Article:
- Scott Rosenberg: Yes, there is a better search engine. While the portal sites fiddle, Google catches fire Archived November 23, 2016, at the Wayback Machine.. Salon.com, 21 December 1998
- Fried, Ian. "A building blessed with tech success Archived March 10, 2016, at the Wayback Machine.." CNET. October 4, 2002. Retrieved on February 25, 2007.
- "Google's movin' on up". Archived from the original on January 21, 2007. Retrieved April 3, 2017.
- Staff Writer. "Google to buy headquarters building from Silicon Graphics Archived April 18, 2010, at the Wayback Machine.." Silicon Valley / San Jose Business Journal. June 16, 2006. Retrieved on February 24, 2007.
- Thompson, Bill. "Is Google good for you? Archived January 25, 2009, at the Wayback Machine." BBC News. December 19, 2003. Retrieved on February 25, 2007.
- Sullivan, Danny. "GoTo Going Strong Archived October 21, 2006, at the Wayback Machine.." The Search Engine Report. July 1, 1998.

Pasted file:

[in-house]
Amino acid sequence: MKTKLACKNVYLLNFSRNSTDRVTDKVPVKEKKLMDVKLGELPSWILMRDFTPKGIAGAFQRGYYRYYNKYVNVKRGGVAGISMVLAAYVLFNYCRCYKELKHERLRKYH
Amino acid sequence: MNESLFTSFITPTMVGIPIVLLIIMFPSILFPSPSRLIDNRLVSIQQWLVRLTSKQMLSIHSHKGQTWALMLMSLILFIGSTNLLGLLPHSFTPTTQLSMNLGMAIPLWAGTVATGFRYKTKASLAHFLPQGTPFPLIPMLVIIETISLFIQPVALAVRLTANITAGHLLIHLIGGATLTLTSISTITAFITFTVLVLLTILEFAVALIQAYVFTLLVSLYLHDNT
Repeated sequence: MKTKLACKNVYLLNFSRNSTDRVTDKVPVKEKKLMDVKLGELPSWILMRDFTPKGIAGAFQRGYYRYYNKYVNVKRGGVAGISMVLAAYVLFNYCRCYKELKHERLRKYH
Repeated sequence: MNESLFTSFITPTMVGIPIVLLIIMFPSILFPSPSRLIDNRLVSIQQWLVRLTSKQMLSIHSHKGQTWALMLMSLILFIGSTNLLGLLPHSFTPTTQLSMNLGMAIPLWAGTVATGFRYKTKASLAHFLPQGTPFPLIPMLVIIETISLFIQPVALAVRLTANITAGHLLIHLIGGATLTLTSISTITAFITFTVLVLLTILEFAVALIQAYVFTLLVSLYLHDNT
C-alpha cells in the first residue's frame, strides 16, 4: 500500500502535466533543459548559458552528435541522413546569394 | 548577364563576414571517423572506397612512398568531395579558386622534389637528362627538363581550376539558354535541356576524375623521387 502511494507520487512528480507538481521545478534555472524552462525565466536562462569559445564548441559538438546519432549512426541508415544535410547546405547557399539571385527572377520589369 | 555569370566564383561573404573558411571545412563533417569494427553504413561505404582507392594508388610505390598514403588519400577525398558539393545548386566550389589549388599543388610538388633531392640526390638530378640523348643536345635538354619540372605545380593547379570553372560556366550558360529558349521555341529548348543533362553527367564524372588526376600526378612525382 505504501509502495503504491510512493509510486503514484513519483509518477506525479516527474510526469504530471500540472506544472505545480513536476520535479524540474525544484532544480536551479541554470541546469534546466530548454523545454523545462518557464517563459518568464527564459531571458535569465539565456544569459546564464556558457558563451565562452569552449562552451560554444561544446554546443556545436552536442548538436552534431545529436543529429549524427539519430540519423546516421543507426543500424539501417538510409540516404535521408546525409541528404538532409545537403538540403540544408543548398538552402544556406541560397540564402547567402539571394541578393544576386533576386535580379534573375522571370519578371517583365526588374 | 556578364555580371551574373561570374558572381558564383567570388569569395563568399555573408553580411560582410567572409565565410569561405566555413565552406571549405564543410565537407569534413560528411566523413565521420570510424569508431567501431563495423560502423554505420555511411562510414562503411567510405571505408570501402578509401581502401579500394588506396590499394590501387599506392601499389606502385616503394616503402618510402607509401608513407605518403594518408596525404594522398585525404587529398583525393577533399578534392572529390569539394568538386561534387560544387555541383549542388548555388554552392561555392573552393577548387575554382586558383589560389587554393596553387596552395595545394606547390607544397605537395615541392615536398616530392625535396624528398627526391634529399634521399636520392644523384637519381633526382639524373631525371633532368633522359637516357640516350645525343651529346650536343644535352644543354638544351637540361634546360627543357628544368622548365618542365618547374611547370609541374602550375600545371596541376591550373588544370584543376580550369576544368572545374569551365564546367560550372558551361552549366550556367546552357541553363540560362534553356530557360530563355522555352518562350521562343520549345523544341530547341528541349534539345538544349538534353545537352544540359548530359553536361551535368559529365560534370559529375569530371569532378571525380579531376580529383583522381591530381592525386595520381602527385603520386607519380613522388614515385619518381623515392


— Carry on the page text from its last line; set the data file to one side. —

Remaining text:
- Pelline, Jeff. "Pay-for-placement gets another shot Archived May 29, 2016, at the Wayback Machine.." CNET. February 19, 1998.
- Glaser, Ken. "Who Will GoTo.com?" OnlinePress.com Archived October 3, 2016, at the Wayback Machine.. February 20, 1998.
- Ovide, Shira (June 23, 2011). "What Would 2004 Google Say About Antitrust Probe?". The Wall Street Journal.
- Frederick, Lane (December 14, 2007). "Death Knell Sounds for Wikipedia, About.com". NewsFactor Network. Archived from the original on February 24, 2008. Retrieved October 22, 2016.
- "15 amazing Google projects that failed". Rediff. 21 October 2013.
- "Tchau Orkut". Orkut Blog. Google. June 30, 2014. Archived from the original on July 23, 2014.
- "Google locations". Google Company. Google, Inc. November 2014. Retrieved 16 November 2014.